Purpose: To investigate the relationship between DNA double-strand breaks (dsbs), cell killing, and fibrosis using skin fibroblasts derived from breast cancer patients who received postmastectomy radiotherapy.
Methods and materials: Experiments were performed with 12 lines of normal skin fibroblasts derived from recurrence-free breast cancer patients. Cells were irradiated in confluence and cell survival was determined either after immediate or delayed (14 h) plating using a colony-forming assay. Dsbs were measured by constant-field gel electrophoresis. The "excess risk of fibrosis" was previously scored by Johansen et al. (IJRB 1994;66:407-412).
Results: The 12 cell lines showed a typical spectrum of radiosensitivity. The mean value of surviving fraction after 3.5 Gy (SF3.5) was 0.063 for immediate and 0.174 for delayed plating with a coefficient of variation (CV) of 44 and 39%, respectively. There was also a broad variation in the extent of recovery from potentially lethal damage (RPLD), which was not correlated with the immediate sensitivity. The number of initial dsbs as well as the half-times of dsb repair showed little variation, whereas there were considerable differences in the number of residual dsbs (CV = 29%). The number of residual dsbs after 100 Gy was correlated significantly only with SF3.5 after delayed (r2 = O.59; p = 0.006) but not after immediate plating (r2 = 0.21, p = 0.16). There was also no significant relationship between residual dsbs and the "excess risk of fibrosis" determined for the respective patients.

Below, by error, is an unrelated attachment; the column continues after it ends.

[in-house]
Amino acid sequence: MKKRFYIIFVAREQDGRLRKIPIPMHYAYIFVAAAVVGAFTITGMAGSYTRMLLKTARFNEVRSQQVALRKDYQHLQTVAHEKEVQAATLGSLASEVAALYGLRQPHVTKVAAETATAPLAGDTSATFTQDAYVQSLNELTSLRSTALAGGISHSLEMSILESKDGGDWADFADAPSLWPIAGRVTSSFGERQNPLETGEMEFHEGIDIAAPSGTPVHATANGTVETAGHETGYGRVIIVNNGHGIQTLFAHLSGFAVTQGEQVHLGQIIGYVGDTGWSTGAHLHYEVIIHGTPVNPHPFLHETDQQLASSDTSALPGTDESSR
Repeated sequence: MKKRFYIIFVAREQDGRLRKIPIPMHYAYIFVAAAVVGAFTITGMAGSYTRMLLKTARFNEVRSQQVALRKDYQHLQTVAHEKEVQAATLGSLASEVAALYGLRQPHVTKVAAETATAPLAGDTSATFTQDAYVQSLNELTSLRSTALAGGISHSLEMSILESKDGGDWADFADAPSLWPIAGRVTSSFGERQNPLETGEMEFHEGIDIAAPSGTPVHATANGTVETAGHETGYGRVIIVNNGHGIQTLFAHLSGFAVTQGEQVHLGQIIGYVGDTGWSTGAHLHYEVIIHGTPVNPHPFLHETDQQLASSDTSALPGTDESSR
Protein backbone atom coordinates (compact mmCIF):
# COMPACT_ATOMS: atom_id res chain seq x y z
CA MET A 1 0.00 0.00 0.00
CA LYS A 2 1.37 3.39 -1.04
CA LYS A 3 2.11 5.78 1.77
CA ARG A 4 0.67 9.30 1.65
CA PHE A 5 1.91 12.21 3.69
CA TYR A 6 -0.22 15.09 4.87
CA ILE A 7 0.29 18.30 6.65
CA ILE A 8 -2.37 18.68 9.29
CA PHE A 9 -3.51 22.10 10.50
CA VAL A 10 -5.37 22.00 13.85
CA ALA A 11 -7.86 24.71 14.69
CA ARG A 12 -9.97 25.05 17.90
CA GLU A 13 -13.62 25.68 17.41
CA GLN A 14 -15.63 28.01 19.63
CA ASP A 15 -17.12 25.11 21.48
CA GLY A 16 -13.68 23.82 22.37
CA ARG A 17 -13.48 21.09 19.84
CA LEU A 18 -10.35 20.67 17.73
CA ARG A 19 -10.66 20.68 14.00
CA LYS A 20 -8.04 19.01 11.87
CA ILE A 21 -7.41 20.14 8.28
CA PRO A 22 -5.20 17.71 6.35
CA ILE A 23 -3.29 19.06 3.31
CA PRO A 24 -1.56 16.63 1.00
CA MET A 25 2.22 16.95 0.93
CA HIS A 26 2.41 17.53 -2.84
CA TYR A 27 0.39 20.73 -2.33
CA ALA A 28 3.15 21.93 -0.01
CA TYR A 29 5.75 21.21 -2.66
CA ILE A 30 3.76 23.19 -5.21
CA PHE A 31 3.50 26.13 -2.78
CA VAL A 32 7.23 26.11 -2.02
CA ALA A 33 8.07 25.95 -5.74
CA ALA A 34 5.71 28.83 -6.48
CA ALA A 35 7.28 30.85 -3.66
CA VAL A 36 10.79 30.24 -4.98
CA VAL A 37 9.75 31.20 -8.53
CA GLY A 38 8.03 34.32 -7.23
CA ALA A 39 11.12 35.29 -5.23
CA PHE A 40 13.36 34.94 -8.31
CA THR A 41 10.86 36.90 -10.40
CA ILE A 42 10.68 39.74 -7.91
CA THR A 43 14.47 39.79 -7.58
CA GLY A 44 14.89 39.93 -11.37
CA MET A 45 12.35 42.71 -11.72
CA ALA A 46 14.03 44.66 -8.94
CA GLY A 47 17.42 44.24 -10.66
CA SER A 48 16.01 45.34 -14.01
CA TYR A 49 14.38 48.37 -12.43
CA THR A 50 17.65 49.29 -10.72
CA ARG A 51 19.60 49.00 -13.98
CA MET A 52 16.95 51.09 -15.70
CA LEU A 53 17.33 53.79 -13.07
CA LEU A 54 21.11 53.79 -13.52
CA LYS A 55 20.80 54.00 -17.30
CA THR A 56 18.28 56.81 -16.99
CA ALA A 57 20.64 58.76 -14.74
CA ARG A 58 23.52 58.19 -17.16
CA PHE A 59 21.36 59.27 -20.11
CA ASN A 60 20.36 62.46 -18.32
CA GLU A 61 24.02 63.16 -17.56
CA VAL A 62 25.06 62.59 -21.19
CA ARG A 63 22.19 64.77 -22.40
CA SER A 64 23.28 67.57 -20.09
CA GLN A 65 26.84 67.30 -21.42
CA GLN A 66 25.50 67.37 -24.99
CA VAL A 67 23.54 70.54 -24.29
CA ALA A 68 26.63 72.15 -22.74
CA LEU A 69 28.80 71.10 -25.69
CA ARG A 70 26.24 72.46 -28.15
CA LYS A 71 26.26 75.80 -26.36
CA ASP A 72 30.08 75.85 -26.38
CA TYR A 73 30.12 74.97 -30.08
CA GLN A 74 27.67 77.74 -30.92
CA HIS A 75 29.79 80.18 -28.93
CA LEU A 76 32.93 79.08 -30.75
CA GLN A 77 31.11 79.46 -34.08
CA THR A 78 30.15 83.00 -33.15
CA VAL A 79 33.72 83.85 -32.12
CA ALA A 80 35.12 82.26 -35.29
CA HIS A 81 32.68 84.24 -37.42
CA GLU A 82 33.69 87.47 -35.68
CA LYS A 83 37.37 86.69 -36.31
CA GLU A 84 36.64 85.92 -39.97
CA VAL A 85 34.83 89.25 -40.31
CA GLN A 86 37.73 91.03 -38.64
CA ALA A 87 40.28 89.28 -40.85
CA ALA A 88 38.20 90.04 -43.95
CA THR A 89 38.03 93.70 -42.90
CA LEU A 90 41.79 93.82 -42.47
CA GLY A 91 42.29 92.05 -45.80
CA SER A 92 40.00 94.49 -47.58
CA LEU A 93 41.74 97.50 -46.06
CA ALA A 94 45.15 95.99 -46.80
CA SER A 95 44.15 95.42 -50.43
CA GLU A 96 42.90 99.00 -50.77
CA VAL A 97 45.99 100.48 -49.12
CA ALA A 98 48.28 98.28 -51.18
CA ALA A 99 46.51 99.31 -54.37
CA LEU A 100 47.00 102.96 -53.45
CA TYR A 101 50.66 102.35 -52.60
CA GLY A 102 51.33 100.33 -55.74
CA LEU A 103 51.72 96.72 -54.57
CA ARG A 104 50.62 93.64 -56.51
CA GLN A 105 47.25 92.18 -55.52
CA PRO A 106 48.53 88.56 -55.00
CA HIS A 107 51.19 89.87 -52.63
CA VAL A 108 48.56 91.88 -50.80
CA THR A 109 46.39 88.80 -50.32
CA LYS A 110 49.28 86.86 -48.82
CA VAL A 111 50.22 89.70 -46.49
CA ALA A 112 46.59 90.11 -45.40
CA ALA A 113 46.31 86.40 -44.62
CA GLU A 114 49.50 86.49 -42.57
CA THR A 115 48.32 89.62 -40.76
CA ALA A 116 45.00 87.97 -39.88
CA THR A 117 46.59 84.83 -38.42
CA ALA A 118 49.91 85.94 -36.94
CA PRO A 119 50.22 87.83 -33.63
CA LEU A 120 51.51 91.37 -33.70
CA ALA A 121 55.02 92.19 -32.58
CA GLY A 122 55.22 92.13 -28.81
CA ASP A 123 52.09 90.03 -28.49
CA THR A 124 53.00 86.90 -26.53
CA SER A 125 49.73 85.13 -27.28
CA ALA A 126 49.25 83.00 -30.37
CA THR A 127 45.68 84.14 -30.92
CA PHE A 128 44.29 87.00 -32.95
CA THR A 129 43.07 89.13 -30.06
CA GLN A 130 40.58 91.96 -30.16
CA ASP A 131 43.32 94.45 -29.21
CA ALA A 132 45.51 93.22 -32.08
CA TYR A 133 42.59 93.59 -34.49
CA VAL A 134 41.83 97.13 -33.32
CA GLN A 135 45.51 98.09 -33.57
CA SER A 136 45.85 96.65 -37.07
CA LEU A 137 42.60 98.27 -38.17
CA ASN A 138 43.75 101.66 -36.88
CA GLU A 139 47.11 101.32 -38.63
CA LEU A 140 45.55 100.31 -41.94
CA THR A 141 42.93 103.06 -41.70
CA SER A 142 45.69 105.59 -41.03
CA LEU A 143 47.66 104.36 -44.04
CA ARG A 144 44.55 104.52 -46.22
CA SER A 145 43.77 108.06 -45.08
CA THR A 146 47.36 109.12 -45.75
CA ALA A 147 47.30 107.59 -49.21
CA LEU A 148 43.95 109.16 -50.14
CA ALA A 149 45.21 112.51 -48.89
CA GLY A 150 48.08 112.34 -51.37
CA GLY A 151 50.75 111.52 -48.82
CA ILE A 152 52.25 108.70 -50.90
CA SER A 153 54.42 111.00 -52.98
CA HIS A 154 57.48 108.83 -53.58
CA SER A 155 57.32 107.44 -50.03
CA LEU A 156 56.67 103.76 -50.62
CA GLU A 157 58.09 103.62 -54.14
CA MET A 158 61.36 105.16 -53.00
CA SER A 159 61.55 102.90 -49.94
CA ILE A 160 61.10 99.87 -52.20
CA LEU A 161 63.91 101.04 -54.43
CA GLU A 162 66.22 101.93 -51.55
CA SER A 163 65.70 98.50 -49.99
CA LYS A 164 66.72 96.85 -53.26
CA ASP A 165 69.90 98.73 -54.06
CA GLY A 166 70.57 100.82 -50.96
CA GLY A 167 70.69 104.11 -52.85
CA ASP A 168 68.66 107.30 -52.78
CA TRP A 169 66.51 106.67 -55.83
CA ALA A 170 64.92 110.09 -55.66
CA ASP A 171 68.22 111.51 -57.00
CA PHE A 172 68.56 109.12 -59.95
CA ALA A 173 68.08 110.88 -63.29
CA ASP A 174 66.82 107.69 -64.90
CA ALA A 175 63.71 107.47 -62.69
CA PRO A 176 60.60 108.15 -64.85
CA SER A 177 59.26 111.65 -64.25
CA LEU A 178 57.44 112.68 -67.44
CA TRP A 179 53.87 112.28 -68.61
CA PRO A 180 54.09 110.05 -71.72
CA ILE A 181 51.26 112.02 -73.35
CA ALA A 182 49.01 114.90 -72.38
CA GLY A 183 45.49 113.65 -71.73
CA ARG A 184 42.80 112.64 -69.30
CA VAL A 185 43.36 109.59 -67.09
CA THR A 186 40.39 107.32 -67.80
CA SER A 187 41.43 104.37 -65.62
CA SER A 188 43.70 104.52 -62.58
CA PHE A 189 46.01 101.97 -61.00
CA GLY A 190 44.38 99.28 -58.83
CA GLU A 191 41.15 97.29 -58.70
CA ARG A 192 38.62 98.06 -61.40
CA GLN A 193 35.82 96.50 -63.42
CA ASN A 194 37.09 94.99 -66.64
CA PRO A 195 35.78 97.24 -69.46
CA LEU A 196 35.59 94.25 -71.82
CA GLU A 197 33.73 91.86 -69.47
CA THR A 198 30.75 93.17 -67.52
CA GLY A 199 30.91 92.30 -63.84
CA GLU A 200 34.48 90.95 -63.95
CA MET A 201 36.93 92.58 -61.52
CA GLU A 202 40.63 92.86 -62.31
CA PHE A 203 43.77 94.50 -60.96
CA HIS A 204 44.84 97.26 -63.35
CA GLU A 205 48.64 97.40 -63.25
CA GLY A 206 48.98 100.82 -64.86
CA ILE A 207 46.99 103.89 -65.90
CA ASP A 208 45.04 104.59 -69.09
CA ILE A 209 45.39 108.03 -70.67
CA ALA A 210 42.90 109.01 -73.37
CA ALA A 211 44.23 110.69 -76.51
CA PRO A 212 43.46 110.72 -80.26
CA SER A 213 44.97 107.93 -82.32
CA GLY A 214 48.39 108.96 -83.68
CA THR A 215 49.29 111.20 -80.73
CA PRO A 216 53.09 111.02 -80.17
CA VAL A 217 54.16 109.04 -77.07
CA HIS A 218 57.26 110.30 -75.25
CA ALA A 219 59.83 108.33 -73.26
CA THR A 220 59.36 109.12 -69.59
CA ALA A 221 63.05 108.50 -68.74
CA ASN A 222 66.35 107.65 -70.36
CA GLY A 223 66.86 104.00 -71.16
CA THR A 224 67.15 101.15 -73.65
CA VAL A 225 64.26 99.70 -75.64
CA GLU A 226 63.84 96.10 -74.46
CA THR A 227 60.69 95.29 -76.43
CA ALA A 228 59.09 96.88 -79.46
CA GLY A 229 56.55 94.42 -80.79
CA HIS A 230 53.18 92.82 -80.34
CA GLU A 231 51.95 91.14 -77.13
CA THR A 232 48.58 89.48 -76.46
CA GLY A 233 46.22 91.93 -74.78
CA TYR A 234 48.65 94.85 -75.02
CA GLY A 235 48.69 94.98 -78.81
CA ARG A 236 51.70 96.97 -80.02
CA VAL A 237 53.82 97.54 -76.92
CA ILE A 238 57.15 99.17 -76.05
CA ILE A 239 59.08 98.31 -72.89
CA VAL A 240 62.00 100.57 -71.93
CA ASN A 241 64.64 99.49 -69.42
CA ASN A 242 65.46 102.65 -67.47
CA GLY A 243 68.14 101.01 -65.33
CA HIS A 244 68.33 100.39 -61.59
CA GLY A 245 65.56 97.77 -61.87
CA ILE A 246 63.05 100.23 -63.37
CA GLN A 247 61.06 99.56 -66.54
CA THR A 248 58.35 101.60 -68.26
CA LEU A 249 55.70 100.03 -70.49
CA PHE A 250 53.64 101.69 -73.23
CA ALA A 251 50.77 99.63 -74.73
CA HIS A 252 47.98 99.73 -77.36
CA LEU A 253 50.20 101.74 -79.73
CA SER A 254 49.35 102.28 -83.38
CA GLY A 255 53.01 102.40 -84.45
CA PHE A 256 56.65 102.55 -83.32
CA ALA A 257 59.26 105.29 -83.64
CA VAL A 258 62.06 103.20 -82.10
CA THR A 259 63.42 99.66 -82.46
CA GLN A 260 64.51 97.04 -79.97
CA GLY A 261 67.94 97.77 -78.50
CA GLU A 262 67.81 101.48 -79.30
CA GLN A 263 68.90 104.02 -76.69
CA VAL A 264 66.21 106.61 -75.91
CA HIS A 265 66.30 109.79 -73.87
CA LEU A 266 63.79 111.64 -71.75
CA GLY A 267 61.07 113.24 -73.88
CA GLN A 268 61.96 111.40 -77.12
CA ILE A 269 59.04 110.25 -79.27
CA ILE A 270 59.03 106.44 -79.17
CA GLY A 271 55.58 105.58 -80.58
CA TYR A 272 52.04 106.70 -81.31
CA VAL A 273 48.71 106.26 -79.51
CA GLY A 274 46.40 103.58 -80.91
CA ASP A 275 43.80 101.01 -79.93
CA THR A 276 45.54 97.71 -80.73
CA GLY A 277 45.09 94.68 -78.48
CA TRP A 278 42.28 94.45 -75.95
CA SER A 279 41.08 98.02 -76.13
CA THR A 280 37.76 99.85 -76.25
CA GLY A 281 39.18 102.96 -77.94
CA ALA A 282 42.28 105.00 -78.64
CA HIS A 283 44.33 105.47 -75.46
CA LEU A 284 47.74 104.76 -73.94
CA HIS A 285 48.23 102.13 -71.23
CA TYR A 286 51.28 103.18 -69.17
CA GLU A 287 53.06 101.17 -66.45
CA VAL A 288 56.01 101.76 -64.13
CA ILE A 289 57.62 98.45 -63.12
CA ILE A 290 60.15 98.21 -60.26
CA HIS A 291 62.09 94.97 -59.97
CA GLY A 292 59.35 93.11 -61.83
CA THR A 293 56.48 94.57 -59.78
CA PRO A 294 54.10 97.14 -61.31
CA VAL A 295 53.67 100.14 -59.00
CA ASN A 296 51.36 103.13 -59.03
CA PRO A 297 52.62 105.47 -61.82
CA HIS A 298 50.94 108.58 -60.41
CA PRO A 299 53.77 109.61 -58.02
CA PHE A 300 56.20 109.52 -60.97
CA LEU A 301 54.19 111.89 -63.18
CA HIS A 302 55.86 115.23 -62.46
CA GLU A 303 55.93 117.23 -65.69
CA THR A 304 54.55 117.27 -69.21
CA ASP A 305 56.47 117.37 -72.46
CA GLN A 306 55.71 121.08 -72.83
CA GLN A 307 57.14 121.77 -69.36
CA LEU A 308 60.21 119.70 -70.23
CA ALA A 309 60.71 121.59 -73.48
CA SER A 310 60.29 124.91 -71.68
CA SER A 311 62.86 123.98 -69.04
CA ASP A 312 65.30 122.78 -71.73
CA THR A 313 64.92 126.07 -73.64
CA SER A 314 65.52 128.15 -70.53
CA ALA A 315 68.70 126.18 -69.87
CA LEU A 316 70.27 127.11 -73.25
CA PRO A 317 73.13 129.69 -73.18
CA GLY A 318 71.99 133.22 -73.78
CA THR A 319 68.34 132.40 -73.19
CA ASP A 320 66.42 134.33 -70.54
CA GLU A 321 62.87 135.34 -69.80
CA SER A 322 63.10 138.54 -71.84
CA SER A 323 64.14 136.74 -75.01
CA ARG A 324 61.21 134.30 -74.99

Conclusion: It is shown that the number of residual dsbs measured in confluent human fibroblast lines can be used to predict the cellular radiosensitivity after delayed but not after immediate plating and also not to predict the excess risk of fibrosis of the respective breast cancer patients.